With lower interest rates, American car buyers borrowed more money to buy a car. The average loan amount rose to $26,719 from $25,963 in the same period last year. But they did so with lower monthly payment. The average this year went up only $6 to $458.
Consumers also took more time repaying their auto loans. Nineteen percent of new car loans were six years or 72 months long, higher than 16.4 percent last year. This explains why buyers managed to keep their monthly payments low even if they borrowed larger amounts.
Experian Automotive’s senior director of automotive credit Melinda Zabritski said, “The third quarter of 2013 proved to be a good time to purchase a new vehicle, particularly for consumers who buy based on their monthly payments.”
“With loan rates at historic lows, car shoppers were able to take advantage and get a little more vehicle for their monthly payment… shoppers perceive they are getting better deals and manufacturers and dealers are boosting sales,” she added.
U.S. car sales for 2013 look great. The industry experienced a yearly U.S sales pace of up to 16.41 million vehicles, the best since February 2007 and exceeding the expected rate of 15.75 million.
Experian data suggests that loose credit standards, automaker discounts and the popularity of large pickup trucks encouraged car buyers to borrow more money for a car, which contributed to auto sales increase.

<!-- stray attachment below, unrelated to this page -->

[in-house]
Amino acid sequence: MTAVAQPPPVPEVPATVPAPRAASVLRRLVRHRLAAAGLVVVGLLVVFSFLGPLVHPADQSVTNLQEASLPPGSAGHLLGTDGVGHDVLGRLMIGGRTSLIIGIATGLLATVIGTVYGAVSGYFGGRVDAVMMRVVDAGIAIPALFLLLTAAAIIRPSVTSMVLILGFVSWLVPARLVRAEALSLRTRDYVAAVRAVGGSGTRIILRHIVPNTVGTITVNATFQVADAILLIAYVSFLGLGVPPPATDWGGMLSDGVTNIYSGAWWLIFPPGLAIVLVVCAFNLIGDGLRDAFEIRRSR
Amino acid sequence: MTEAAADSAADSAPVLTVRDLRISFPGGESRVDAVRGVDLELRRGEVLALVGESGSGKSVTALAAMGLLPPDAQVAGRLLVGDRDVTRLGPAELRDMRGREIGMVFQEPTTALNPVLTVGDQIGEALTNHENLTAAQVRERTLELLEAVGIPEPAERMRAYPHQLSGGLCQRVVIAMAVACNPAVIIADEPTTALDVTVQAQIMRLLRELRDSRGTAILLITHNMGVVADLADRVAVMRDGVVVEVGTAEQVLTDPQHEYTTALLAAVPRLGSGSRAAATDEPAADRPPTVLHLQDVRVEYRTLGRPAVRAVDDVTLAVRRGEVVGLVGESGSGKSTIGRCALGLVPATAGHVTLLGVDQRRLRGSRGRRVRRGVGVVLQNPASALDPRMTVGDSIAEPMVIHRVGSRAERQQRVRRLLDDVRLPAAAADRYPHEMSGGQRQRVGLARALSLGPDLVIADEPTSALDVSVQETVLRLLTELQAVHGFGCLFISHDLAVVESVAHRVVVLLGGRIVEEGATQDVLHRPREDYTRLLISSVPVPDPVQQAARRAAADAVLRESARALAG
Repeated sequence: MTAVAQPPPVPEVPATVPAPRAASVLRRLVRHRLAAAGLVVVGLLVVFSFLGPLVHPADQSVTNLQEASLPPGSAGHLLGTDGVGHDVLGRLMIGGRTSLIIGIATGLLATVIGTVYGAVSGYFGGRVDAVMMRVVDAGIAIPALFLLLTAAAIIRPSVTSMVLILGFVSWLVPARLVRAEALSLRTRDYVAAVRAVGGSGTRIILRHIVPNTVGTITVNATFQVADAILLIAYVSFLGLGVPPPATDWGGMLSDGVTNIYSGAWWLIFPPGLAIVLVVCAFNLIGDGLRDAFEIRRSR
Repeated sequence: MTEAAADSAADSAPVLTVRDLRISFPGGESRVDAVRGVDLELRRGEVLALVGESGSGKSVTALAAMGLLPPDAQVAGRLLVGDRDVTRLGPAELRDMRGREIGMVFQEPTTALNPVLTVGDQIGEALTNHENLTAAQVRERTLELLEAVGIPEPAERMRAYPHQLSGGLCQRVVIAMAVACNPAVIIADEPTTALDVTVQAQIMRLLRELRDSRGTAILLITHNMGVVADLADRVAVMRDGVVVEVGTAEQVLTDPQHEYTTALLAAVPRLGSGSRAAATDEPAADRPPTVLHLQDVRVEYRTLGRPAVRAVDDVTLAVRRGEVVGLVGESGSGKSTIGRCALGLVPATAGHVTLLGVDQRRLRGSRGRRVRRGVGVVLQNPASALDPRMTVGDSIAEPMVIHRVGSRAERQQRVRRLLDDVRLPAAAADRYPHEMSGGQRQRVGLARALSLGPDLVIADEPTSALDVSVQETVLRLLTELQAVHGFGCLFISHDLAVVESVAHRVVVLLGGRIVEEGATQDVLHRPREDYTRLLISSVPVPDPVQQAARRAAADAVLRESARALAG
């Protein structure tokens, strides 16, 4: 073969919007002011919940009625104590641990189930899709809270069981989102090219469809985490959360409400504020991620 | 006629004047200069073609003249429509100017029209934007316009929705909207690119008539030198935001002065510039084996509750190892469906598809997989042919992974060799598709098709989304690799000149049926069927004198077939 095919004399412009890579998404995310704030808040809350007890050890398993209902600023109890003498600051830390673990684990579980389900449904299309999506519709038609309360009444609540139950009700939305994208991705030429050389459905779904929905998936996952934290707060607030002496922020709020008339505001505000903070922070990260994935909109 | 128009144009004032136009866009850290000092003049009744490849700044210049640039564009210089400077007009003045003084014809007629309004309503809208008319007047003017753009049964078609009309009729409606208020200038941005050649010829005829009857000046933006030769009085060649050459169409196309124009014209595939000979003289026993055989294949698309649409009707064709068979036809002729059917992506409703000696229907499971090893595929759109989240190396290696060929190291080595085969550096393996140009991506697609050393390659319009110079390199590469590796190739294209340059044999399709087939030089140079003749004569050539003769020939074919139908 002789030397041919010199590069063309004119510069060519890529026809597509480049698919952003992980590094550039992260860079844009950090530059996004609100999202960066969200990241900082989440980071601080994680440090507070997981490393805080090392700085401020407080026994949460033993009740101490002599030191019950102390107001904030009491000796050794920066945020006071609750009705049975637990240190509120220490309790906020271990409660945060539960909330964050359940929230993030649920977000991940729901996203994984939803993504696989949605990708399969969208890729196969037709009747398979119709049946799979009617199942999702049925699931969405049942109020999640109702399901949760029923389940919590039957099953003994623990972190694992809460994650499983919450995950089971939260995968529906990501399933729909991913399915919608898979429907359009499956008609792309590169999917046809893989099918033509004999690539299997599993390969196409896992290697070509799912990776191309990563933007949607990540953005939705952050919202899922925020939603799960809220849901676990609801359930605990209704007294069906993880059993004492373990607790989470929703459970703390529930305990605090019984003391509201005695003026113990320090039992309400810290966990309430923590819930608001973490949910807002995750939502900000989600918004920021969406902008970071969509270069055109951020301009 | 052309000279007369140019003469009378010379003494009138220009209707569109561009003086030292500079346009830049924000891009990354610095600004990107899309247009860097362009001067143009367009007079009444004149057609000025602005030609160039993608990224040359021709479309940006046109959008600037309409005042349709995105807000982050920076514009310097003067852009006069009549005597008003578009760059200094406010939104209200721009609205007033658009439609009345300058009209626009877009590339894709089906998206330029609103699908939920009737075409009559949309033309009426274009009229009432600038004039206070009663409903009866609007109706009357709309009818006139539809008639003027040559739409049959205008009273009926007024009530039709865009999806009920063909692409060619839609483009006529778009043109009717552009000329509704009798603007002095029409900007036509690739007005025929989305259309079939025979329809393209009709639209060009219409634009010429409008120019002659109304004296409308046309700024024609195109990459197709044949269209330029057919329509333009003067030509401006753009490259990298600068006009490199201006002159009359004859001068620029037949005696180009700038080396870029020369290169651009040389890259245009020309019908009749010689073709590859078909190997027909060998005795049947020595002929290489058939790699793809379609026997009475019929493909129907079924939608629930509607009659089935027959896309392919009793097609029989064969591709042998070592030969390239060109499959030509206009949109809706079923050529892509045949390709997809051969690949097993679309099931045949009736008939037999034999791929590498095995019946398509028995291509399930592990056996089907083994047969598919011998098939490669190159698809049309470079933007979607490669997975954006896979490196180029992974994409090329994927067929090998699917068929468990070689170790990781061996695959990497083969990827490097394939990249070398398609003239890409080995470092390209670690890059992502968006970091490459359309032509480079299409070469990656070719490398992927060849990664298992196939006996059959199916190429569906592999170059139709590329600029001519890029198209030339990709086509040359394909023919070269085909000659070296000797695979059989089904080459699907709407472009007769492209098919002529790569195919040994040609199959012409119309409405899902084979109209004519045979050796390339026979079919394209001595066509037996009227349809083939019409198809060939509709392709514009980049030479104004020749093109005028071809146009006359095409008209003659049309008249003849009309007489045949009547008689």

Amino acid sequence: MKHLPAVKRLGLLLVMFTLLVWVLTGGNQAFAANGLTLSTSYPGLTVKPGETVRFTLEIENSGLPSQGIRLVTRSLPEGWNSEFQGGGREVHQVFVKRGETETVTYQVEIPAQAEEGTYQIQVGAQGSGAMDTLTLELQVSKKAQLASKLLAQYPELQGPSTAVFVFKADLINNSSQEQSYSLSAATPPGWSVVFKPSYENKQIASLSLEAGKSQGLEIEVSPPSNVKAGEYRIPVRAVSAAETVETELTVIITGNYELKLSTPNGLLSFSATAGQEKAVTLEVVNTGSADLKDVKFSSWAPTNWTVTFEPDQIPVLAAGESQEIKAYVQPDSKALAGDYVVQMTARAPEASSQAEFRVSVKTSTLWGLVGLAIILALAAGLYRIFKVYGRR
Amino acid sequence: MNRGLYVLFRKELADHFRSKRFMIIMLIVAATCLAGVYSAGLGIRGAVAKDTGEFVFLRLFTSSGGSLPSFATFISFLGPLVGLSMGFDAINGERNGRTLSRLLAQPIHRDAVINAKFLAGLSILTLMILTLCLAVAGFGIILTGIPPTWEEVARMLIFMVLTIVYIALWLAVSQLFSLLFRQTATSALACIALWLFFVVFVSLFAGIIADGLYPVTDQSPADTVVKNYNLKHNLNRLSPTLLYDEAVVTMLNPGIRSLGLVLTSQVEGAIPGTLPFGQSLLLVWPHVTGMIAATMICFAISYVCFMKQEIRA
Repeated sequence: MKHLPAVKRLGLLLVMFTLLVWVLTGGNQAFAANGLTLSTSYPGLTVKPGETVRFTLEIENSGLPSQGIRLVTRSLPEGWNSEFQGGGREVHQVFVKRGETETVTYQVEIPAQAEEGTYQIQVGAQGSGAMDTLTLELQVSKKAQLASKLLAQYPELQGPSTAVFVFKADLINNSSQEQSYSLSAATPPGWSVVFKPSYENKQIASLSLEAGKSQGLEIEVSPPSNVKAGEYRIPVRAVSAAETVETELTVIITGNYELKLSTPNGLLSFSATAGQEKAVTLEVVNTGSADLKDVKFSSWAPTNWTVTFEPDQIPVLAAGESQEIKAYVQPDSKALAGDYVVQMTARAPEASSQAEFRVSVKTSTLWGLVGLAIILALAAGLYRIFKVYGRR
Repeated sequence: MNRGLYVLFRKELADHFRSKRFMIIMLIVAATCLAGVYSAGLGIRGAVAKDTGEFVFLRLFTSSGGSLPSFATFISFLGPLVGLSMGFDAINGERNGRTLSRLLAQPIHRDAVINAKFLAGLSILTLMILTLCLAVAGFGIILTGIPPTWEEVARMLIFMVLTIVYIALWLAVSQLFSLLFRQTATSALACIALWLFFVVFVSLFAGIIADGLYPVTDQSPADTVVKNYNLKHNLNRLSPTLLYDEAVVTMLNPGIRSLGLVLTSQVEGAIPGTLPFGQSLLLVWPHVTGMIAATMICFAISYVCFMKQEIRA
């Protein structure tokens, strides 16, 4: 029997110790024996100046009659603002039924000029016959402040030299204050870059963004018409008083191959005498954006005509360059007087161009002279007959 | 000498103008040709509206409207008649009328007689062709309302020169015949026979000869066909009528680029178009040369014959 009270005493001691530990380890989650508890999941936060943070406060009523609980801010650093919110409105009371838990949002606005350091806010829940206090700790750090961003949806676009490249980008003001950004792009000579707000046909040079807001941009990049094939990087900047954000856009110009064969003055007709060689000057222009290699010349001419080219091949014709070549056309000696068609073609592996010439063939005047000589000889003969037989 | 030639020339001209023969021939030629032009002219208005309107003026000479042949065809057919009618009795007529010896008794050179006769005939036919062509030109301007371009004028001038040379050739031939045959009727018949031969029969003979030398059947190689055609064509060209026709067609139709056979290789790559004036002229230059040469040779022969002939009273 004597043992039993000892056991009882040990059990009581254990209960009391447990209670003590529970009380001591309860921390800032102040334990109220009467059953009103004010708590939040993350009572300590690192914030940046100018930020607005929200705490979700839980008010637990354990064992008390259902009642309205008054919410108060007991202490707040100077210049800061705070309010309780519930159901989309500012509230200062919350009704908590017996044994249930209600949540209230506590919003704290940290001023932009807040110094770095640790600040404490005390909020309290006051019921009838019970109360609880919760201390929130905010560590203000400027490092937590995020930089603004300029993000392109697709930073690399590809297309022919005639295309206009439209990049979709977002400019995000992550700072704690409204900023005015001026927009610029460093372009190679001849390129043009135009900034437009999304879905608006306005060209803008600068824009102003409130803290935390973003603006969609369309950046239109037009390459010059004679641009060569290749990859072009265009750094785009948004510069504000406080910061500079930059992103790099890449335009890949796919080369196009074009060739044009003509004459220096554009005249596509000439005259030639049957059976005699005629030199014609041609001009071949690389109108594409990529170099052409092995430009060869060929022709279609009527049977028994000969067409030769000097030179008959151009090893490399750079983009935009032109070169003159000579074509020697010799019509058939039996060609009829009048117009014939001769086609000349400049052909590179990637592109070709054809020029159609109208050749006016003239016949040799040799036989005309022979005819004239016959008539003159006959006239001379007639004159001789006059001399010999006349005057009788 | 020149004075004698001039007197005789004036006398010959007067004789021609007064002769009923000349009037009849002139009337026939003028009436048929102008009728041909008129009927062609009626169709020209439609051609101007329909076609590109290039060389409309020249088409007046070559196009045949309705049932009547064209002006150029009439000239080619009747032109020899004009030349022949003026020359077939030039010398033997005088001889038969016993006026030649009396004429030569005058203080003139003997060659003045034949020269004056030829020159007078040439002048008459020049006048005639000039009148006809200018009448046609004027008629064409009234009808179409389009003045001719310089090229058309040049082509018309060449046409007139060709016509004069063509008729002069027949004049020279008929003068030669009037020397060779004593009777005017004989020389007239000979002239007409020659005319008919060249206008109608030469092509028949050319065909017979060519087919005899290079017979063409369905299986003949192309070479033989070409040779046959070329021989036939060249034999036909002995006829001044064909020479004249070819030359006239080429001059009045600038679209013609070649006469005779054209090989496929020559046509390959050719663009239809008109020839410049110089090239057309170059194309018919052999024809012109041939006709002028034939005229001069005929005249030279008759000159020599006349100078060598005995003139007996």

However, many auto analysts are worried about the growth of subprime auto lending and how it compares to the housing bubble, which eventually led to the Great Recession in 2008.
According to Experian, 26.04 percent of new-auto loans went to subprime borrowers or people with bad credit, up from 24.84 percent last year. Among used-car buyers, 54.95 percent have subprime credit, higher than 54.43 percent in 2012.
Moreover, the average credit score for new auto loans went down two points to 753, while the average score for used auto loans remained flat at 688.
The Federal Reserve Bank of New York said August that subprime auto lending is reaching prerecession levels. Over 27 percent of new auto loans are subprime in the first half of the year, earlier data from Experian showed. It was 18 percent in 2009.
But Zabritski said, “Subprime lending is still growing slightly, but is still well below prerecession levels in the highest risk segments, and its growth rate has slowed considerably. It seems as though lenders are approaching their ceiling for how much risk they are willing to take.”